It's time to derive your worldview from the Bible

Rather than reading the Bible through the eyes of modern secularism, this provocative six-part course teaches you to read the Bible through its own eyes—as a record of God’s dealing with the human race. When you read it at this level, you will discover reasons to worship God in areas of life you probably never before associated with “religion.”

by Charles Clough
The events of the exodus and the giving of the Law to Israel at Mount Sinai. The role of the Law in the Old Testament. God’s Father/son relationship with Israel. The uniqueness of the Old Testament Law code format is that it includes personal exhortation. Questions and answers.
Series:Chapter 4 – Mt. Sinai: The Disruptive Truth of God’s Absolute, Comprehensive Rule of Law
Duration:1 hr 10 mins 14 secs

© Charles A. Clough 1997

Charles A. Clough

Biblical Framework Series 1995–2003

Part 3: Disruptive Truths of God’s Kingdom
Chapter 4: Mt. Sinai: The Disruptive Truth of God's Absolute, Comprehensive Rule of Law

Lesson 50 – Law: Bible Geography Mt. Sinai, Old Testament Law Codes, Review Covenants

13 Feb 1997
Fellowship Chapel, Jarrettsville, MD

Tonight I’m going to just show a few slides at the beginning here. This is just a cover of a book. It’s an artist’s conception of the Noahic flood and it’s the day when it happened, it’s just to get in your mind’s eye that we’re talking about a major catastrophe. This gives an idea of on Christian’s imagination of what that event must have looked like if you were there. This is one of those details of the text of the Word of God that unless you look carefully at the text you miss it, but this is a diagram of what we call the hydrodynamic stability of the ark, you take the cross section of the ark’s dimensions and you compute the center of gravity of that body and you say, okay, how far does it has to tip before it rolls over, and the ark is very, very stable. This is important because if you take the same dimensions from the fables, from the myths of the floods in the ancient world and you try the same task, compute the center of gravity and tip it and see how fast it rolls over, you’ll find it rolls over very easy. For example, Babylonia example of Noah’s ark is a cube. Well, a cube rolls. This is extremely stable and as you can see, even at that point when it tips that bowl will ride itself, so it’s one of those realistic details of Scripture that tell us and gives the assurance that we’ve got real data there.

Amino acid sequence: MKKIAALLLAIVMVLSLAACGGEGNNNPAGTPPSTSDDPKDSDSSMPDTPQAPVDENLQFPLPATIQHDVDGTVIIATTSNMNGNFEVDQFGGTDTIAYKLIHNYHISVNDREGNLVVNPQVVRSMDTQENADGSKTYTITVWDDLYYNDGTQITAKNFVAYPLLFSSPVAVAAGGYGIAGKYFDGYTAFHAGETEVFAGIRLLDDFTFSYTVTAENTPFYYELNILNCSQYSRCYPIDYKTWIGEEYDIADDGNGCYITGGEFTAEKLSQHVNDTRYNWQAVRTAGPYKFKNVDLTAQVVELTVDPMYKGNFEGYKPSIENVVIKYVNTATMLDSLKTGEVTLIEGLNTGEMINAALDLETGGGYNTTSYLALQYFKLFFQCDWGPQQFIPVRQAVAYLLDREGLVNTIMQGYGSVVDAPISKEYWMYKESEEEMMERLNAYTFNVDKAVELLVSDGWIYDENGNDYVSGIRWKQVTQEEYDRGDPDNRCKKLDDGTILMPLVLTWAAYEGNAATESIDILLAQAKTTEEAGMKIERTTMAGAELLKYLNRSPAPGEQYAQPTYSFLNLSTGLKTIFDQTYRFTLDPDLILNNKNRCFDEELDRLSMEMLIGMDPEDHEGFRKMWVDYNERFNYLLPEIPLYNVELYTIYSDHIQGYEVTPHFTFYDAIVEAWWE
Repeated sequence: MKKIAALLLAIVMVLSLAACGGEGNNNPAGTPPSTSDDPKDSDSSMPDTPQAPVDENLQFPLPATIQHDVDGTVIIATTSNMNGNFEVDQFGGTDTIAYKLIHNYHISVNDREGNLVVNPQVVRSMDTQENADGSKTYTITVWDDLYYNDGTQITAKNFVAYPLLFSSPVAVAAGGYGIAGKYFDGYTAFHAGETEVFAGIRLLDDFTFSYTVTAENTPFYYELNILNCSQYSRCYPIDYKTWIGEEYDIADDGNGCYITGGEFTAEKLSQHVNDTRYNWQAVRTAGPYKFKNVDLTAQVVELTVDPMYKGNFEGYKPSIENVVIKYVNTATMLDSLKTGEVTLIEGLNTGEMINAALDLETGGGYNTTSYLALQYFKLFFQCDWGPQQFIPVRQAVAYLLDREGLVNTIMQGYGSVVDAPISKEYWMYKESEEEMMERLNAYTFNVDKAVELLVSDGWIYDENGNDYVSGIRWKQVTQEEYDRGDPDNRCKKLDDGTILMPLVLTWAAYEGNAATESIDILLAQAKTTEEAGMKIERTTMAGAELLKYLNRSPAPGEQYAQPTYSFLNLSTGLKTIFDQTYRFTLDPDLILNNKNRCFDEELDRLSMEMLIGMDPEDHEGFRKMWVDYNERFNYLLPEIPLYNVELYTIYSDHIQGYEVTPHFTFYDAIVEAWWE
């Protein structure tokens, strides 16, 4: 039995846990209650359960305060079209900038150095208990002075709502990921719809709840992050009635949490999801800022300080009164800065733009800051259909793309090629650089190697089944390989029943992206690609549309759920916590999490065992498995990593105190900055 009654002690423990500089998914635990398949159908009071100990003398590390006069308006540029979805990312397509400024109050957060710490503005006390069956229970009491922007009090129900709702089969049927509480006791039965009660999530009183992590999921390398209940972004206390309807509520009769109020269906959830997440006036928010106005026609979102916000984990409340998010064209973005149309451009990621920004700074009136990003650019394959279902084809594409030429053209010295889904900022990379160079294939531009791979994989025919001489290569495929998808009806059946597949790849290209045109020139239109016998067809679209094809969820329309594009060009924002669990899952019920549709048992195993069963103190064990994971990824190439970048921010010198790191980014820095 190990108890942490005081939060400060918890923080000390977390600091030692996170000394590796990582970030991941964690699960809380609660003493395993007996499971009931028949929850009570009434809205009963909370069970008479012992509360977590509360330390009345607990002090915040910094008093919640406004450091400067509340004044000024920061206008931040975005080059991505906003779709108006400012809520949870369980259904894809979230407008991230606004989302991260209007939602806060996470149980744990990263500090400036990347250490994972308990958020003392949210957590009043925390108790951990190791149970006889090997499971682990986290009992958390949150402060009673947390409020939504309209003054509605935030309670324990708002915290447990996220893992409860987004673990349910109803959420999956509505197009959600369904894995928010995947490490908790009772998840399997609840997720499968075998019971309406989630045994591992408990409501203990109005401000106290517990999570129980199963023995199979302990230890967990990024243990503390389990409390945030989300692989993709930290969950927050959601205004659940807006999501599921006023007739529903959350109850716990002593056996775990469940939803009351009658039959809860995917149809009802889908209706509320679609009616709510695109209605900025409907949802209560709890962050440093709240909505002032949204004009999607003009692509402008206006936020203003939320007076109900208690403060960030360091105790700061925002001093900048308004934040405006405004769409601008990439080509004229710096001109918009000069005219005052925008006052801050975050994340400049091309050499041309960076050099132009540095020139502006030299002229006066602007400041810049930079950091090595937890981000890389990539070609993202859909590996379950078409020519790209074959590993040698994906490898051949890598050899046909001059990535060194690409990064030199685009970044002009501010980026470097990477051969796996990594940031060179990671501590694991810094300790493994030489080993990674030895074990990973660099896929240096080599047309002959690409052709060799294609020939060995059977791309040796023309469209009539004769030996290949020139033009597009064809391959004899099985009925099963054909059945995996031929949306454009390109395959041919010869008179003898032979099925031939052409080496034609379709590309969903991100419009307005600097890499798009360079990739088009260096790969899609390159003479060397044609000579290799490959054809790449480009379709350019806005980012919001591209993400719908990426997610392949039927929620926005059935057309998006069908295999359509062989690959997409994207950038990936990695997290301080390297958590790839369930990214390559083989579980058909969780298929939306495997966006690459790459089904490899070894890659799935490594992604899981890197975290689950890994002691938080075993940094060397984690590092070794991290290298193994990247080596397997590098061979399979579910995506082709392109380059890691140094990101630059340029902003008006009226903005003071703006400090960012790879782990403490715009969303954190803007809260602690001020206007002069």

This is a scale model I built years ago based on the text of Genesis and I made it out some balsa wood and some plaster but again it was to conceptualize what it must have looked like compared to the usual cartoons and Sunday school quarterly. Notice how low, that was one way I deliberately built it to scale, and I built the ark one eighth of an inch to the foot so you could compare in your mind’s eye a boxcar to the size of that ark and I think it gives you a conception of a pretty good railroad boxcar, there’s the ark and that’s just half. This is the center of the ark and this is the height of the ark compared to the height of a railroad car so it gives a graphic illustration of the volume of what we’re talking about here. This is not a little pet carrier that went down to a veterinary hospital or something. If you compute the volume of that, there’s 400 and some standard boxcars can fit in that thing, so it was a quite a carrier, it had a lot of volume in it.

This is some Egyptian art; it’s the same kind of paintings that I showed you on the overhead projector. The reason I showed that particular one, it gives you an idea that the artists always pictured the Egyptian pharaoh as their leader and I remind you of that because if you accept the existing chronology of history, Pharaoh couldn’t have been leading his armies through the Red Sea because all the Pharaoh candidates for the Exodus that have been suggested by scholars based on the standard chronology of history all along didn’t work out. So I go back to my contention, I believe the Pharaoh of the Exodus was killed and I believe the standard of chronology of history is wrong.